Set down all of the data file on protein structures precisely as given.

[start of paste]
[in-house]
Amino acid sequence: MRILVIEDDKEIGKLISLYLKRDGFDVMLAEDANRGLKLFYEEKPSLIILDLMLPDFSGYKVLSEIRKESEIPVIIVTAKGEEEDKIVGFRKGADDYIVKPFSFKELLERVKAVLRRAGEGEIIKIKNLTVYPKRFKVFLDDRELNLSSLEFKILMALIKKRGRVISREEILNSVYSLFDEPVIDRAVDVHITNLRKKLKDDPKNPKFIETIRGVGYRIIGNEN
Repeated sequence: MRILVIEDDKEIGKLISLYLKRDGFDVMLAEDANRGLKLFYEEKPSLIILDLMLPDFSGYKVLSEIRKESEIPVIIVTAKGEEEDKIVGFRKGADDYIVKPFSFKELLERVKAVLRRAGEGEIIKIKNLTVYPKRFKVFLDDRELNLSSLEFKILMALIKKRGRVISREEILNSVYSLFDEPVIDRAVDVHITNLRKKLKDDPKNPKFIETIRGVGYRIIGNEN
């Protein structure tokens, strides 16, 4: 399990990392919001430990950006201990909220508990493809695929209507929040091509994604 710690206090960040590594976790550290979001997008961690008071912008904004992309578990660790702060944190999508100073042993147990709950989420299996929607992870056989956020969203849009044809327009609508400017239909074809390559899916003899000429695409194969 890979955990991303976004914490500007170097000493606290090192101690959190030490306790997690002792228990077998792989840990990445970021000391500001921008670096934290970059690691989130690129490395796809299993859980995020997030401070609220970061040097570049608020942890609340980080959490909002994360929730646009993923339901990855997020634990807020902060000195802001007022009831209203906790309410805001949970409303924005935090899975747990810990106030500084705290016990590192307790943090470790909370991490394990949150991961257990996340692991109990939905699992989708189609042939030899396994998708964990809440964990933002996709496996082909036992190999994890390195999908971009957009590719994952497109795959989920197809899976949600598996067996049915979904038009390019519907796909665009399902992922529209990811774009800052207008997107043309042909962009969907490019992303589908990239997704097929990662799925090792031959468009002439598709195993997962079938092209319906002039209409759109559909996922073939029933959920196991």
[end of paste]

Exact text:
[in-house]
Amino acid sequence: MRILVIEDDKEIGKLISLYLKRDGFDVMLAEDANRGLKLFYEEKPSLIILDLMLPDFSGYKVLSEIRKESEIPVIIVTAKGEEEDKIVGFRKGADDYIVKPFSFKELLERVKAVLRRAGEGEIIKIKNLTVYPKRFKVFLDDRELNLSSLEFKILMALIKKRGRVISREEILNSVYSLFDEPVIDRAVDVHITNLRKKLKDDPKNPKFIETIRGVGYRIIGNEN
Repeated sequence: MRILVIEDDKEIGKLISLYLKRDGFDVMLAEDANRGLKLFYEEKPSLIILDLMLPDFSGYKVLSEIRKESEIPVIIVTAKGEEEDKIVGFRKGADDYIVKPFSFKELLERVKAVLRRAGEGEIIKIKNLTVYPKRFKVFLDDRELNLSSLEFKILMALIKKRGRVISREEILNSVYSLFDEPVIDRAVDVHITNLRKKLKDDPKNPKFIETIRGVGYRIIGNEN
């Protein structure tokens, strides 16, 4: 399990990392919001430990950006201990909220508990493809695929209507929040091509994604 710690206090960040590594976790550290979001997008961690008071912008904004992309578990660790702060944190999508100073042993147990709950989420299996929607992870056989956020969203849009044809327009609508400017239909074809390559899916003899000429695409194969 890979955990991303976004914490500007170097000493606290090192101690959190030490306790997690002792228990077998792989840990990445970021000391500001921008670096934290970059690691989130690129490395796809299993859980995020997030401070609220970061040097570049608020942890609340980080959490909002994360929730646009993923339901990855997020634990807020902060000195802001007022009831209203906790309410805001949970409303924005935090899975747990810990106030500084705290016990590192307790943090470790909370991490394990949150991961257990996340692991109990939905699992989708189609042939030899396994998708964990809440964990933002996709496996082909036992190999994890390195999908971009957009590719994952497109795959989920197809899976949600598996067996049915979904038009390019519907796909665009399902992922529209990811774009800052207008997107043309042909962009969907490019992303589908990239997704097929990662799925090792031959468009002439598709195993997962079938092209319906002039209409759109559909996922073939029933959920196991």